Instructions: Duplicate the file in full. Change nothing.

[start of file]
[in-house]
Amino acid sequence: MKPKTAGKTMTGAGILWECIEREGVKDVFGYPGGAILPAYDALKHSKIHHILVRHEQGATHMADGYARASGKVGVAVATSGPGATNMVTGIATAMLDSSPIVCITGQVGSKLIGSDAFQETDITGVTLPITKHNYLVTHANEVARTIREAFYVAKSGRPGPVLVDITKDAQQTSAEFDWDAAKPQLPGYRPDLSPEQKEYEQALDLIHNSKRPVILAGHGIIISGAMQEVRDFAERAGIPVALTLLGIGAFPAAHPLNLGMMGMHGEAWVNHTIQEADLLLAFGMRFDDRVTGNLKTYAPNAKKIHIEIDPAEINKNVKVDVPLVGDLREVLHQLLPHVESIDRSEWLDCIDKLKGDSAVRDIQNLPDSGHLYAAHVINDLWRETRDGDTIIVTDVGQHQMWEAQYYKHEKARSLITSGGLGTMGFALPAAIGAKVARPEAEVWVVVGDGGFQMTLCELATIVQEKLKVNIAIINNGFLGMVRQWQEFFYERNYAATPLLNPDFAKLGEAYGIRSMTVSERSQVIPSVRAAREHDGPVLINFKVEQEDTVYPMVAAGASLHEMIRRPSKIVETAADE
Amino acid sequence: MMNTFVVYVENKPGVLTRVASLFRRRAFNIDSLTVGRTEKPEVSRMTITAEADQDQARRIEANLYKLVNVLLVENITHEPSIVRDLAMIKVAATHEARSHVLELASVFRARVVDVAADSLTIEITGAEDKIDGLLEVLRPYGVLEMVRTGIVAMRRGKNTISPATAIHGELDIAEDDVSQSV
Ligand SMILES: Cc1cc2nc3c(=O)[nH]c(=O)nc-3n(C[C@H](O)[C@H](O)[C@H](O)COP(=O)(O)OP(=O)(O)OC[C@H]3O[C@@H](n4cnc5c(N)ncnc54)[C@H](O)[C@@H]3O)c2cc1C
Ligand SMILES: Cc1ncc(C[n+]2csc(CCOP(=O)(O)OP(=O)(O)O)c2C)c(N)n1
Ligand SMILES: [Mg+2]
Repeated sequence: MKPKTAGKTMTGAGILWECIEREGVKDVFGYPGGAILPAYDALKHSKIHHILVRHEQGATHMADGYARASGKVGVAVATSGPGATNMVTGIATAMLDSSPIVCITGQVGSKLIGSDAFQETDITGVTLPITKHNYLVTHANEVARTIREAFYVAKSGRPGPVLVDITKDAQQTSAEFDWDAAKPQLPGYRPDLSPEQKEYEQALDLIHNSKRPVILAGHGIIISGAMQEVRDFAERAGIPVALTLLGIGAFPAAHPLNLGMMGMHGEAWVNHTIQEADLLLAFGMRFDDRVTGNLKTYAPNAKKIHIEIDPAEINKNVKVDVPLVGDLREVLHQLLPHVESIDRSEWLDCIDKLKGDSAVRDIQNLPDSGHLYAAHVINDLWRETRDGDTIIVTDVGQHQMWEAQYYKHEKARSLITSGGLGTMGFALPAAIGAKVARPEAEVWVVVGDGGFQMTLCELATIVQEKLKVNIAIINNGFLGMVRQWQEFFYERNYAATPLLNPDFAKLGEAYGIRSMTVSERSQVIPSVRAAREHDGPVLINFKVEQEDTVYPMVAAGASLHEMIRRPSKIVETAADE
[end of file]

[in-house]
Amino acid sequence: MKPKTAGKTMTGAGILWECIEREGVKDVFGYPGGAILPAYDALKHSKIHHILVRHEQGATHMADGYARASGKVGVAVATSGPGATNMVTGIATAMLDSSPIVCITGQVGSKLIGSDAFQETDITGVTLPITKHNYLVTHANEVARTIREAFYVAKSGRPGPVLVDITKDAQQTSAEFDWDAAKPQLPGYRPDLSPEQKEYEQALDLIHNSKRPVILAGHGIIISGAMQEVRDFAERAGIPVALTLLGIGAFPAAHPLNLGMMGMHGEAWVNHTIQEADLLLAFGMRFDDRVTGNLKTYAPNAKKIHIEIDPAEINKNVKVDVPLVGDLREVLHQLLPHVESIDRSEWLDCIDKLKGDSAVRDIQNLPDSGHLYAAHVINDLWRETRDGDTIIVTDVGQHQMWEAQYYKHEKARSLITSGGLGTMGFALPAAIGAKVARPEAEVWVVVGDGGFQMTLCELATIVQEKLKVNIAIINNGFLGMVRQWQEFFYERNYAATPLLNPDFAKLGEAYGIRSMTVSERSQVIPSVRAAREHDGPVLINFKVEQEDTVYPMVAAGASLHEMIRRPSKIVETAADE
Amino acid sequence: MMNTFVVYVENKPGVLTRVASLFRRRAFNIDSLTVGRTEKPEVSRMTITAEADQDQARRIEANLYKLVNVLLVENITHEPSIVRDLAMIKVAATHEARSHVLELASVFRARVVDVAADSLTIEITGAEDKIDGLLEVLRPYGVLEMVRTGIVAMRRGKNTISPATAIHGELDIAEDDVSQSV
Ligand SMILES: Cc1cc2nc3c(=O)[nH]c(=O)nc-3n(C[C@H](O)[C@H](O)[C@H](O)COP(=O)(O)OP(=O)(O)OC[C@H]3O[C@@H](n4cnc5c(N)ncnc54)[C@H](O)[C@@H]3O)c2cc1C
Ligand SMILES: Cc1ncc(C[n+]2csc(CCOP(=O)(O)OP(=O)(O)O)c2C)c(N)n1
Ligand SMILES: [Mg+2]
Repeated sequence: MKPKTAGKTMTGAGILWECIEREGVKDVFGYPGGAILPAYDALKHSKIHHILVRHEQGATHMADGYARASGKVGVAVATSGPGATNMVTGIATAMLDSSPIVCITGQVGSKLIGSDAFQETDITGVTLPITKHNYLVTHANEVARTIREAFYVAKSGRPGPVLVDITKDAQQTSAEFDWDAAKPQLPGYRPDLSPEQKEYEQALDLIHNSKRPVILAGHGIIISGAMQEVRDFAERAGIPVALTLLGIGAFPAAHPLNLGMMGMHGEAWVNHTIQEADLLLAFGMRFDDRVTGNLKTYAPNAKKIHIEIDPAEINKNVKVDVPLVGDLREVLHQLLPHVESIDRSEWLDCIDKLKGDSAVRDIQNLPDSGHLYAAHVINDLWRETRDGDTIIVTDVGQHQMWEAQYYKHEKARSLITSGGLGTMGFALPAAIGAKVARPEAEVWVVVGDGGFQMTLCELATIVQEKLKVNIAIINNGFLGMVRQWQEFFYERNYAATPLLNPDFAKLGEAYGIRSMTVSERSQVIPSVRAAREHDGPVLINFKVEQEDTVYPMVAAGASLHEMIRRPSKIVETAADE